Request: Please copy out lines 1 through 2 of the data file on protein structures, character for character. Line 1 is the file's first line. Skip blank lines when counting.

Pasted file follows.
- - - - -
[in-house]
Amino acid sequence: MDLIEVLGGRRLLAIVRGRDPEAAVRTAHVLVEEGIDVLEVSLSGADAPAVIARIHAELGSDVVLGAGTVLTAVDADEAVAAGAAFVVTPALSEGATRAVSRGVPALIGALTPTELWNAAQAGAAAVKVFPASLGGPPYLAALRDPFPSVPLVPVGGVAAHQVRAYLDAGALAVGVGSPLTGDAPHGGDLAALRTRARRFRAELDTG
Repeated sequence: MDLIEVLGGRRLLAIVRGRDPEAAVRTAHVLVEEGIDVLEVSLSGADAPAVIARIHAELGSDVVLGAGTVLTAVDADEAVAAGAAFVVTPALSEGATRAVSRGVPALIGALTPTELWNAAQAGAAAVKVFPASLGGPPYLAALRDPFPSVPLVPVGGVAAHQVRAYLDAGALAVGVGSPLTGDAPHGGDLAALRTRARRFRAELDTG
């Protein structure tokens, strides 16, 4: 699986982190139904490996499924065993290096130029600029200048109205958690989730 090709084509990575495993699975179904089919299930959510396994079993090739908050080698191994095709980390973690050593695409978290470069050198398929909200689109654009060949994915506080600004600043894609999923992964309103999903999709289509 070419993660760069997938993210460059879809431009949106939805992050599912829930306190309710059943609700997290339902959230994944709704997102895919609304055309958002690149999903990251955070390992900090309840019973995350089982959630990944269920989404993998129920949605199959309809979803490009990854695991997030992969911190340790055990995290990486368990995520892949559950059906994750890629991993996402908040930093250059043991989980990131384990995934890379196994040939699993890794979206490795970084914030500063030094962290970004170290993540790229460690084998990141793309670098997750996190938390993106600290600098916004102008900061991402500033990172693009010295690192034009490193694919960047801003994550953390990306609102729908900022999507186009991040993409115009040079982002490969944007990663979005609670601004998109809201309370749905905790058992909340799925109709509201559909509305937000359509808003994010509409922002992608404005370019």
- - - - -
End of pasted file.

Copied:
[in-house]
Amino acid sequence: MDLIEVLGGRRLLAIVRGRDPEAAVRTAHVLVEEGIDVLEVSLSGADAPAVIARIHAELGSDVVLGAGTVLTAVDADEAVAAGAAFVVTPALSEGATRAVSRGVPALIGALTPTELWNAAQAGAAAVKVFPASLGGPPYLAALRDPFPSVPLVPVGGVAAHQVRAYLDAGALAVGVGSPLTGDAPHGGDLAALRTRARRFRAELDTG